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08. Nov 2019

STUDY DAY - Medical Anthropology & Disability Ethnographic perspectives


The Medical Anthropology & Disability group (MA&D) invites proposals for 20-minute papers as part of a study day on medical anthropology and disability to be held on November 8, 2019, at the University of Perugia (Italy), Department of Philosophy, Social, Human and Formation Sciences (FISSUF). Papers may be delivered in Italian or in English. We would like to collect contributions about the results of theoretical and ethnographic reflections on the topic. To propose your contribution, you are asked to send the title and an abstract of the proposal (max. 250 words) to the e-mail address by September 20, 2019. Confirmation of acceptance of the proposal will be sent by October 1, 2019. Abstracts should probe issues related to disability, on the basis of the questions arising here below.

The MA&D group developed from the meeting of men and women researching in an anthropological framework about the subject of disability, after the 2nd National Convention of the Italian Society of Medical Anthropology (SIAM) held in Perugia in June 2018, entitled “An anthropology for understanding, for acting, for being engaged: The lesson of Tullio Seppilli”. Through study and research, the group intends to enhance the space of action of anthropological theory and practice within the field of disability. The perspectives of medical anthropology that we pursue do not have the intention of re-medicalizing or anthropo-medicalizing the issue of disability, but instead evoke a critical-political anthropology of the body, which is dialogical and experimental, focused on the processes of embodiment of well-being and, therefore, of health. Disability emerges as a “field”, in terms of a space of mutual recognition between social actors, and also as a contested ground regulated by relations of force. We highlight the unnatural and historically determined nature of disability. Ethnographic practice allows us to connect the most intimate experiences of “disabling” conditions with public and institutional discourses; to analyze the local effects of global processes, such as the Convention on the Rights of Persons with Disabilities (CRPD) by United Nations, and the documents of international agencies; to question categories such as “vulnerability”, “marginality” and above all “functioning” and “ability”.

The group’s scientific works, in their plurality, are united by the common thread of a critical and de-essentializing ethnographic gaze, attentive to the politics of disablement of some categories of social actors and those of recognition. They aim at unveiling embodied skills and denaturalize rhetorics of empowerment, autonomy and independence in contemporary neo-liberal societies. They range from the study of developmental devices to that of active citizenship practices, from the experiences of the body in its continuous relationship with the context in which it finds itself, in the infinite possibilities opened up by insurgent practices. In the perspective outlined here, the MA&D group engages in “research with operational goals aimed at establishing self-awareness and liberation processes” (Tullio Seppilli).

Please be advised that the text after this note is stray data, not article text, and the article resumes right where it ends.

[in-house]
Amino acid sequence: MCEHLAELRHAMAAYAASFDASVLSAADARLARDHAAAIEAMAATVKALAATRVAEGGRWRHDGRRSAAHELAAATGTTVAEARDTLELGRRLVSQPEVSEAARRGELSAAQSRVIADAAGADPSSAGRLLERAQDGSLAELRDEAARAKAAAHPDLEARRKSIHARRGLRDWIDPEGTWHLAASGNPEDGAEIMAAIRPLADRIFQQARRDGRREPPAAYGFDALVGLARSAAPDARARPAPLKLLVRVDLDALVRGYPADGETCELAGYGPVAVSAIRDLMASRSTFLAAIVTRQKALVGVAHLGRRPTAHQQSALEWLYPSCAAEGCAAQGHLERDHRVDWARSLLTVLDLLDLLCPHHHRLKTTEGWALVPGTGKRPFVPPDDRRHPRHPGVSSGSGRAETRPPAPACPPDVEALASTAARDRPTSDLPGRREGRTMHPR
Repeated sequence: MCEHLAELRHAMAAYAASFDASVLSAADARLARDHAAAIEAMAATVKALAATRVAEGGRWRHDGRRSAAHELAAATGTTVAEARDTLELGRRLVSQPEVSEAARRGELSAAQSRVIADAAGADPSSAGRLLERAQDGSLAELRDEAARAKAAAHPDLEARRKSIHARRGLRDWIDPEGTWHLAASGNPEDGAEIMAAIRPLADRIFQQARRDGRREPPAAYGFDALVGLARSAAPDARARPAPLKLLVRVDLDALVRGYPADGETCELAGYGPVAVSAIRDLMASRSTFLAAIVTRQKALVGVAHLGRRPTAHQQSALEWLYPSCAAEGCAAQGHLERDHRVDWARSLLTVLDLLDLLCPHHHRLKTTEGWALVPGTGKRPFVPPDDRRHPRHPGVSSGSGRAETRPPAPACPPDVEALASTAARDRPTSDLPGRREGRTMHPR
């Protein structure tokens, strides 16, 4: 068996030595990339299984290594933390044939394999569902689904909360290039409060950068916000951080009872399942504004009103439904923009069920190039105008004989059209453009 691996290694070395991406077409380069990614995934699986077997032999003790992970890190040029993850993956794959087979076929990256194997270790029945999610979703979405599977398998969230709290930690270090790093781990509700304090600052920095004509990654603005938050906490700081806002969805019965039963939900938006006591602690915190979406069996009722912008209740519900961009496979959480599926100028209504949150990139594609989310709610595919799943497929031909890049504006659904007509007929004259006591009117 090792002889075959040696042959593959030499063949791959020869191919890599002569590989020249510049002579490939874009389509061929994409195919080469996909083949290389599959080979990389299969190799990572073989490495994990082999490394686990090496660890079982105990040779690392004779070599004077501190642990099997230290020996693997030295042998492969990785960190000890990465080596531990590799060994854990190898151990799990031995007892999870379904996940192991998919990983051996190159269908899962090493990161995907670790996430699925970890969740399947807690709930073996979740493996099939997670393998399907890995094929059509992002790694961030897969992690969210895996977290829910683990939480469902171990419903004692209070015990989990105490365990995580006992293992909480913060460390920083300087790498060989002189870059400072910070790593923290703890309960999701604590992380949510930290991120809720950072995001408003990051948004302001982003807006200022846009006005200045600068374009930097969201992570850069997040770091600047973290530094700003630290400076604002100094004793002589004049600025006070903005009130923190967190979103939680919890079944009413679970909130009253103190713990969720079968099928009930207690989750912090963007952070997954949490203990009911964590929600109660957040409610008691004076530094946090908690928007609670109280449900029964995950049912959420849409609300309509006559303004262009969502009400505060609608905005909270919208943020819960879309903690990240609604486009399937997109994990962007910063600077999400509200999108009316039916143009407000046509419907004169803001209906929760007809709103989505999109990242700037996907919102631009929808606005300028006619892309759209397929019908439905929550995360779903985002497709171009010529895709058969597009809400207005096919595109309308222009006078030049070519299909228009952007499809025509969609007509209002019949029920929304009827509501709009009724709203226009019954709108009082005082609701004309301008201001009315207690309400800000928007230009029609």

The AM&D group consists of: Virginia De Silva (coordinator), Fabrizio Loce-Mandes, Massimiliano Minelli, Francesca Pistone, Giovanni Pizza, Andrea F. Ravenda, Nicoletta Sciarrino.

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07. Nov - 08. Nov 2019

SYMPOSIUM - Testing Women, Testing the Fetus 20th Anniversary Symposium


Keynote: Professor Rayna Rapp
Host: Dr Lucy Lowe (University of Edinburgh) and Professor Khiara M. Bridges (UC Berkeley)

7th – 8th November 2019
Edinburgh Centre for Medical Anthropology
University of Edinburgh

This year marks twenty years since the publication of Professor Rayna Rapp's seminal monograph Testing Women, Testing the Fetus: The Social Impact of Amniocentesis in America. This ethnography, an award-winning classic text of feminist and medical anthropology, has inspired a generation of scholars working on reproduction, disability, genetics, bioethics, and parenting. This monograph takes us to the complex intersection of intimate family relationships, cutting-edge medical technology, race, genetic counselling, and obstetric care, underscored by classic anthropological concerns with kinship and inheritance. Rapp's question, 'What does scientific literacy mean in a culture as deeply stratified as our own?' is perhaps even more pertinent in 2019 than it was in 1999.

Reproductive technologies have developed apace in the two decades since this ground-breaking ethnography was published, as transnational scientific communities continually produce new frontiers in reproductive science and genetic technology. This period of medical advancement has been fostered in shifting spaces of reproductive politics. Laws on access to contraceptives, abortion, and assisted reproductive technologies have remained the most visible, but by no means the entirety of reproductive politics, where we continue to witness 'the intersection of personal pain and national politics.' The theoretical challenges in Testing Women continue to be relevant. Where can we locate 'moral pioneers' in contemporary medical settings? How can we make ethnographic research speak to both anthropological and medical communities?